Caspian terns feeding on young fish have a significant impact on runs of steelhead in the Columbia River, new research suggests.
Kitchen robots are a popular vision of the future, but if a robot of today tries to grasp a kitchen staple such as a clear measuring cup or a shiny knife, it likely won't be able to. Transparent and reflective objects are the things of robot nightmares. Roboticists at Carnegie Mellon University, however, report success with a new technique they've developed for teaching robots to pick up these troublesome objects.
Vertical farms with their soil-free, computer-controlled environments may sound like sci-fi. But there is a growing environmental and economic case for them, according to new research laying out radical ways of putting food on our plates.
Composite membranes for CO2 separation contain different functional layers in their structure (e.g. porous mechanical support, selective layer etc.). We found that when selective layer in composite membrane is made ultimately thin - it forms specific interface with supporting gutter polymer, and this structure shows unexpectedly high selectivity towards CO2 over nitrogen. This new finding provides the way to develop better membranes for CO2 capture.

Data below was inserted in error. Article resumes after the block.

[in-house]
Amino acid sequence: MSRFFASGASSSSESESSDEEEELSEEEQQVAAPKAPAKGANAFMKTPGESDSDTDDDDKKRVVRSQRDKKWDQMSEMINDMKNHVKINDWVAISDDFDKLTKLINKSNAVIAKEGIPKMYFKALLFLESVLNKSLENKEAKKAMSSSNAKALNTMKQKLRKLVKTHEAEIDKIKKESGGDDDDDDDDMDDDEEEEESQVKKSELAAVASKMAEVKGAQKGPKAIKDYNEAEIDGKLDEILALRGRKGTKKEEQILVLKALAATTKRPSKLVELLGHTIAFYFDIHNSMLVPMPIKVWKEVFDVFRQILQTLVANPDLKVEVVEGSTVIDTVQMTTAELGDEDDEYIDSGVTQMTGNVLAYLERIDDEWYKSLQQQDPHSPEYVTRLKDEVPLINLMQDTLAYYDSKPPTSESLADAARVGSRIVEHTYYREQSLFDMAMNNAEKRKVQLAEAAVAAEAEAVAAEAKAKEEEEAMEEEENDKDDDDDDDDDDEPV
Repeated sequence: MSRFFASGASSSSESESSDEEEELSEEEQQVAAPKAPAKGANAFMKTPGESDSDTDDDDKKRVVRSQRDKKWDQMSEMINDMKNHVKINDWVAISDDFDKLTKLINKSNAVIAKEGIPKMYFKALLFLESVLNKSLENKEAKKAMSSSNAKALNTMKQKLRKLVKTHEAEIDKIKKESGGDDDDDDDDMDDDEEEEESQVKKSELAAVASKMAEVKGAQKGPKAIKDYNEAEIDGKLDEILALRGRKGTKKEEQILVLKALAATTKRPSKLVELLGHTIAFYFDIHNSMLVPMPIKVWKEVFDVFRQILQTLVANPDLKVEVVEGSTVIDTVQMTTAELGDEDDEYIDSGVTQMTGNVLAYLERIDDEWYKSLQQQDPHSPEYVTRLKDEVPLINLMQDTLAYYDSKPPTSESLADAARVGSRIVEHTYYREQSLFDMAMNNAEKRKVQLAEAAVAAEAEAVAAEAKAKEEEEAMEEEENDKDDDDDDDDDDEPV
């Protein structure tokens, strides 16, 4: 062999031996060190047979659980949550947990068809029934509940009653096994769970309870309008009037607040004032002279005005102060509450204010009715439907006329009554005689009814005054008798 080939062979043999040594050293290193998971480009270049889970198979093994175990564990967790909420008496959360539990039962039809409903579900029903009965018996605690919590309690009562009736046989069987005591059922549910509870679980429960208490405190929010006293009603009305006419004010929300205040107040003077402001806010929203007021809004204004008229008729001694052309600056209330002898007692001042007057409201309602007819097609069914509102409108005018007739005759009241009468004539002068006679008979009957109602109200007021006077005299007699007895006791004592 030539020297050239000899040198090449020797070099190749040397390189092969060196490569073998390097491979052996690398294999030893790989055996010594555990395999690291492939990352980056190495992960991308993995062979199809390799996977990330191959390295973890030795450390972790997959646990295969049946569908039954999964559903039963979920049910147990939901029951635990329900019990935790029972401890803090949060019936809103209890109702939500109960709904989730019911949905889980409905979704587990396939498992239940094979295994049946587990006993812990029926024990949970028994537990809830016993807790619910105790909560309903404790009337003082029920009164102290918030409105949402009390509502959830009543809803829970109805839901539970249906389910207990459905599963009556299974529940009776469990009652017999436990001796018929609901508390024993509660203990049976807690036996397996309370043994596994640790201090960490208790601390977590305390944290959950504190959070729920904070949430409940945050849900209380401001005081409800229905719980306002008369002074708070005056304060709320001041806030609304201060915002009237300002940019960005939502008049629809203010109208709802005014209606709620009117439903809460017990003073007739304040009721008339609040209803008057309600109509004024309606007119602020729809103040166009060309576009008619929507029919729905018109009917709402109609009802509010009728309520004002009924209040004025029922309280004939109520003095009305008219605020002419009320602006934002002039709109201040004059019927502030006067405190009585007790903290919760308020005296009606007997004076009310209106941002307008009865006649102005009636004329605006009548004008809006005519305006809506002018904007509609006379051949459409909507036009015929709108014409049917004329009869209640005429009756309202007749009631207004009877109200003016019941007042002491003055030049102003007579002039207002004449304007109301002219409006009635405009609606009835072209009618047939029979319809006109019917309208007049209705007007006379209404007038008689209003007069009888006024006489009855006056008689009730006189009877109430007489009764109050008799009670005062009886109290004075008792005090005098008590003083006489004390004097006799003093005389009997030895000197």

Young gay sexual minority men - especially Black and Latino youth - have their first sexual experiences at younger ages, emphasizing a need for comprehensive and inclusive sex education, according to Rutgers researchers.
Educators could use the COVID-19 outbreak to help middle-schoolers better understand the world, according to new research from faculty at Binghamton University, State University of New York.
New research, based on earlier results in mice, suggests that our brains are never at rest, even when we are not learning anything about the world around us.
A new integrative review examined evidence related to infants' self-regulation of behavior and emotion, and how that relates to interactions when they are fed by their caregivers, including how those interactions may derail infants' ability to regulate their intake of food. The review found that infants who are fed in the absence of hunger or beyond fullness may develop skewed perceptions of hunger and fullness, which could increase their risk of obesity and related health problems later in life.
Edith Cowan University (ECU) PhD candidate and paramedic Cameron Anderson investigated community attitudes regarding the professional obligation of paramedics to respond during pandemics. The research showed that, pandemic or not, Australians expected an ambulance to arrive if children were involved, if there was adequate protective equipment and if it involved our immediate families.
A mobile platform for lung cancer screening with low-dose computed tomography (CT) can be developed with limited financial risk and take powerful screening tests directly to patients, including underserved rural areas where rates of new lung cancer cases tend to be higher.